George Lucas Educational Foundation

6 Tips for Faculty Meetings Worth Going To

6 Tips for Faculty Meetings Worth Going To

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Excited teacher smiling

Ask most teachers about faculty meetings and they'll describe a black hole of boring announcements, fruitless debate, and overwhelming agendas. In short, most of us would rather fall on a fork than attend. But what if faculty meetings could actually inspire and engage? What if they were the high point of the week? It can be done, and here are the 6 key elements to facilitating the fork-free faculty meeting.

1. Space. We have to work within the space we have, of course, but a few small adjustments can go a long way. Make sure the space is clean, that everyone can see everyone else, and consider providing food and drinks. There's something about eating together that builds goodwill and community. 

2.  Stance. Ask yourself what you're hoping to model as an instructional leader. Get clear about your pedagogical stance and make sure you're walking your talk.

3. Processes. Just like good classrooms are built on reliable systems and structures, a positive faculty meeting should utilize protocols and processes that ensure all voices are heard, that no single voice dominates, and that discussion stays focused and productive . (I personally like the protocols from the School Reform Initiative:

4. Presence. If there's ever a time to be fully present and aware, this is it. Try to set aside your personal agenda, fear, or hoped-for outcome and notice what's really going on in front of you. You might be surprised by what you notice, and you'll be modeling what it is to be fully present as a facilitator. (Learn more about mindfulness practices here:

5. Clarity. Figure out what you want to achieve in the meeting. What problem needs solving? What issue needs exploring? Keep the agenda brief--only 1-2 topics or questions. If you're using the meeting for announcements, stop. Anything that can be shared by email should be. We all have a limited number of hours on the planet. Choose to respect your team by using them wisely.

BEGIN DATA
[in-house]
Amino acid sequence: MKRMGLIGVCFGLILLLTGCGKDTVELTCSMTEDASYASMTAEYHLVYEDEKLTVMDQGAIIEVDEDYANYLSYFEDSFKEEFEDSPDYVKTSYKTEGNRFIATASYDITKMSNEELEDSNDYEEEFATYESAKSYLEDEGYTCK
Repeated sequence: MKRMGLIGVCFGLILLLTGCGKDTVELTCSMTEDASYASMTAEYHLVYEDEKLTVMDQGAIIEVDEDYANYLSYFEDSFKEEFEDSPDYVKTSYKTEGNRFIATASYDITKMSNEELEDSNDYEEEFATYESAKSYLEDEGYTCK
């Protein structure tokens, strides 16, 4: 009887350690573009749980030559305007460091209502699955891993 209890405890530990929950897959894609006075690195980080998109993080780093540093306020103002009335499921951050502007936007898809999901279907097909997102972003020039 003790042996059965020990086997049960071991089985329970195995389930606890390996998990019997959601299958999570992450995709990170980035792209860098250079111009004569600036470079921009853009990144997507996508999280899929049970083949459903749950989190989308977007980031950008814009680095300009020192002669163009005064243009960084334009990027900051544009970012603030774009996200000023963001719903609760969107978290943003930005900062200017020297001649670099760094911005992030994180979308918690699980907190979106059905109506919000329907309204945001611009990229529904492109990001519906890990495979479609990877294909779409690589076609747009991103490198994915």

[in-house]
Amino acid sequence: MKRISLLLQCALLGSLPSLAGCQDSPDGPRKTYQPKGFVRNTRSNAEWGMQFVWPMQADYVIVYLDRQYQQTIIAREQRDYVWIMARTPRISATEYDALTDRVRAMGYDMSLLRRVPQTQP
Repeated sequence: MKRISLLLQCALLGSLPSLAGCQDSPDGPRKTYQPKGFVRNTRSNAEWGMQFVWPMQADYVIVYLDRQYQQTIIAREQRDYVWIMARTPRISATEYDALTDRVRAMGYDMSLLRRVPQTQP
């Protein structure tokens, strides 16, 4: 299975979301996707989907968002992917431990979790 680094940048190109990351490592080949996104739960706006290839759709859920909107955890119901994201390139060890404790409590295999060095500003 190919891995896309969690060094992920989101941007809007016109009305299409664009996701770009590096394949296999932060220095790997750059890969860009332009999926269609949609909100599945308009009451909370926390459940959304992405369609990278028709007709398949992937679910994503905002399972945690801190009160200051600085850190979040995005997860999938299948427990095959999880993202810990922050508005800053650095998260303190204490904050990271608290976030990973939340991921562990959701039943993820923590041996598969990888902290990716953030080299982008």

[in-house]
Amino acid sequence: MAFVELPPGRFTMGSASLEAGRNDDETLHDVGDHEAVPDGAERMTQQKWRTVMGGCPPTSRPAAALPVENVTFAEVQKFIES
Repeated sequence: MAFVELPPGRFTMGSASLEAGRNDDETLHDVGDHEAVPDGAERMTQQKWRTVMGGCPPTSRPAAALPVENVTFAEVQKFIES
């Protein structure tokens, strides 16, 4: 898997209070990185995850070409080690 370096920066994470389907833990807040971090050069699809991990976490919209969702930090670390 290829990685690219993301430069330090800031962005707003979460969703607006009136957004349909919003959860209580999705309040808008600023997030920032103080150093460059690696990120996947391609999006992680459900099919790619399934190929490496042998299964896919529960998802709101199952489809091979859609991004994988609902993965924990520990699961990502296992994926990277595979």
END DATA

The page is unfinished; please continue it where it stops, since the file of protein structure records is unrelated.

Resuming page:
6. Courage. Changing the culture around meetings can be nerve wracking. Choosing to be intentional about stance, to limit your time to only the important issues, to insist that everyone engage respectfully and fully--it may not be easy. Start by asking staff if they're satisfied with the use of the time. If you build from what they identify as shortcomings, you'll get better results. 

Facilitating--rather the leading--requires a shift in the way we think about staff meetings. If done well, it raises the level of discourse, builds professional culture and community, and models the pedagogical philosophies we want to see in classrooms. How would your meetings be different if you made the shift?


This post was created by a member of Edutopia's community. If you have your own #eduawesome tips, strategies, and ideas for improving education, share them with us.

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Rusul Alrubail's picture
Rusul Alrubail
Edutopia Community Facilitator/ Student Voice & Literacy at The Writing Project

Laura, great tips. I wonder if your tip about clarity can help many faculty meetings become more productive. Faculty meetings are often turned into a discussion about problems, but what if we come with solutions to problems already identified? I think it might make better use of everyone's time and keeps everyone positive and focused.

BoHo's picture

You know, the best teachers make the best school leaders (mistakenly referred to as "administrators" by some). This is because the best teachers do all of the things listed above in their classrooms on a DAILY BASIS. The weakest teachers, the ones who do not want to be in the classroom, somehow end up in school management running meetings in which yes, we'd rather all fall on a fork. This is because those who cannot teach, cannot run meetings either, and certainly cannot lead a school. The best school leaders, (like the best teachers), will have a clearly defined outcome for the meeting (lesson), will listen to all and respond (differentiate), will make decisions about when to move on (transitions) and will sum up what has been agreed. It's not rocket science....

Laura Thomas's picture
Laura Thomas
Director, Antioch University New England Center for School Renewal, Author of Facilitating Authentic Learning, Director of the Antioch Critical Skills Program; Elementary Library Media Specialist

That's a great point! I think you're right that we often induct focused on solving the problems in the meeting, when we know that most people need more processing time before they're ready to come up with solutions. I also think we end up wasting a lot of time listening to the same voices rehash the same points over and over again.

Sarah J. Donovan, PhD's picture
Sarah J. Donovan, PhD
middle school ELA teacher

Thanks for the tips. I also think much effort has to go on before and after to create a culture of engagement, so that the teachers know their interests and needs are of concern, so that there is a feeling that what is about to happen in that meeting matters.

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